The region wise results also show that maximum number of people is in the 3 to 6 marks range. As educators and awareness creators we need to target 88% of the sample population, which have scored less than 7 marks. . The percentage of 88% who scored less than 7out of 10 in the quiz may be taken as an indicator of the percentage of population in need of wildlife education, in particular awareness about elephants as the quiz questions were limited to elephant related questions. The survey applies to educated, English speaking populations only. It will be interesting to know what the results would be if the survey is done in regional languages. We noted that nomenclature in Hindi for the rhino, which is Genda Hathhi, created ample confusion about the elephant and rhino being of the same species.
With tiger conservation projects and awareness campaigns being held in many parts of the country, one would have expected all the respondents to give correct answers to the question of national animal. But 54 respondents i.e., 18% gave wrong answers to this question.
Needless to say, the survey is a mere indicator and more meaningful results can be obtained by similar surveys covering larger populations.
All the same, the major question, which concerns us, namely is there need for more awareness campaigns to make the elephant conservation projects a success, is answered in no unambiguous terms. 88% of the people surveyed (all those who scored less than7 in the quiz) can do with awareness programs in some form or other.
That brings us to the next question. How do we get a generation used to fast cars and loud music get interested in these gentle creatures, which need protection?


News and Views

News & Views

NEWS……….
Author: Dr. Susan Sharma

The good news is that this online club is growing at the rate of three to four additional members per day. The bad news is that the the involvement of registered members in the interactive features of the website is not forthcoming as expected. Please participate more actively in the monthly online quiz, the online chat on 18th of every month and also in the currently hot "Elephant Story" contest.

A sincere apology from our team for a bug in the submission of online contest stories. Submission of text with special characters was not being accepted initially. But the bug has long since been removed. And do send in your stories if you have not done so already.

I visited Nepal this month. The conservation problems faced by this Himalayan kingdom are very similar to those of India's. The migratory birds use the lakes in Nepal as a transitory stopover while flying to India. This year the birds have decreased and are making use of any available wetland as a resting place. Many of the splendid water bodies in the 'twenty thousand lakes' area are shrinking due to water hyacinth and silting.
The Royal Chitwan National Park is recovering from the July 2002 floods in which small mammals perished in large numbers. The forest is surrounded by villages who eke a living from the forest. The wild elephants seem to have all but disappeared. Rhinos were sighted easily on the elephant safari. Crocodiles could be seen basking in the sun during an early morning canoe ride. At the elephant breeding centre baby elephants amuse visitors who feed them bananas and leaves. Will these babies ever learn the myriad uses of the millions of muscles in their trunks? That is something they have to learn from the chained matriarchs on their supervised sojourn into the forest. There was some excitement on the day of our visit about a wild tusker who appeared near the breeding centre.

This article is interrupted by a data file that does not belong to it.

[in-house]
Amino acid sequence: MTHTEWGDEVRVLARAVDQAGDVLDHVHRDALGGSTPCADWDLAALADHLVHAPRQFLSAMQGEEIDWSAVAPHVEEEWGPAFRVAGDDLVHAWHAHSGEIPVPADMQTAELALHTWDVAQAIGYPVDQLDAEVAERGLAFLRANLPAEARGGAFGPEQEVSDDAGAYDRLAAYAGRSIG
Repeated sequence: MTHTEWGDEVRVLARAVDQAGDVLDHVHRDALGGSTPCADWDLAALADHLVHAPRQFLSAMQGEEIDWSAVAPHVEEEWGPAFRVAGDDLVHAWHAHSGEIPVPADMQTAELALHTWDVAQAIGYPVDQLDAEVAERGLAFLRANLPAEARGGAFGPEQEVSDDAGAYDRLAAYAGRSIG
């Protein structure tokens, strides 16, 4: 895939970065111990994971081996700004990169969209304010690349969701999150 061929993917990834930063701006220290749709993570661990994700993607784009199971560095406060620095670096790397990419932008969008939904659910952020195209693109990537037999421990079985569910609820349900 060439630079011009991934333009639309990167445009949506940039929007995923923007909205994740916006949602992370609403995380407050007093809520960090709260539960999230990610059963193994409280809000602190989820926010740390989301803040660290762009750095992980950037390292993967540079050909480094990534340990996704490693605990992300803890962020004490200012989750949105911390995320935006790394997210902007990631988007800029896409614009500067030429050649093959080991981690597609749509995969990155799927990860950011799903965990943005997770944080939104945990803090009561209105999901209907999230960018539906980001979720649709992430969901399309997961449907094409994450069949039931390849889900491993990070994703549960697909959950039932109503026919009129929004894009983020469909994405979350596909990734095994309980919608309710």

Awareness about the need for conservation seemed to be present almost everywhere around the Park and also among Khatmandu based birdwatchers. There was young
Shankar, ( Tel. 430645 ), who opted to take a night casino job so that he can watch birds during the day. His 'Save the Bird Nepal' NGO has identified silting and mining for marble as the major threats to bird lakes ans forests in the area. His pet project: clearing the 'Taudaha' lake- which is just 7 km from Khatmandu- of silt & hyacinth. We saw coots, ruddy steel ducks and pochards swimming about in the polluted waters of this lake.


And VIEWS…………….

"I believe it is now more important than ever for filmmakers to make programs that discuss vital conservation issues. Conservation films can play an important role in producing an informed and active citizenry, which is what keeps our democracy thriving.

Of course, broadcasters are citizens too. They want clean air and robust wildlife populations for themselves and their kids. But like the rest of us, they also want to hold on to their jobs. Their performance is assessed on the ratings they achieve, not on their contributions to the cause of conservation. Their first priority is the solvency of their company. Producers have to remember that making and selling programs is a business.

We need a new generation of wildlife films that attract large, new audiences and huge ratings while inspiring viewers to become active in conservation. This is a noble cause worthy of all the storytelling techniques and audience-grabbing approaches we can bring to it. Conservation is too important not to be made entertaining."

(Chris Palmer is President and CEO of National Wildlife Productions at the Reston, VA-based National Wildlife Federation. He can be reached at palmer@nwf.org)


Understand The Animals

Forest Spotted Owlet

Schedule I, Part III of the Indian Wildlife (Protection) Act, 1972 lists rare and endangered birds which are totally protected throughout the country, live or dead or part thereof. They include Andaman Teal, Assam Bamboo Partridge, Bazas, Bengal Florican, Blacknecked Crane, Blood Pheasants, , Cheer Pheasant, Eastern White Stork, , Jerdon's Courser, Great Indian Bustard, Great Pied Hornbill, Hawks, Hooded Crane, Hornbills, Houbara Bustard, Humes Bartailed Pheasant, Indian Pied Hornbill, Lammergeier, Large Falcons, Large Whistling Teal, Monal pheasant, Mountain Quail, Narcondam Hornbill, Nicobar Megapode, Nicobar Pigeon, Osprey, Peacock-Pheasant, Peafowl or Indian Peafowl, Pinkheaded Duck, Scalter's Monal Pheasant, Siberian White Crane, Tibetan Snowcock, Tragopan-Pheasant, Whitebellied Sea Eagle, White-eared Pheasant, White Spoonbill, and Whitewinged Wood Duck.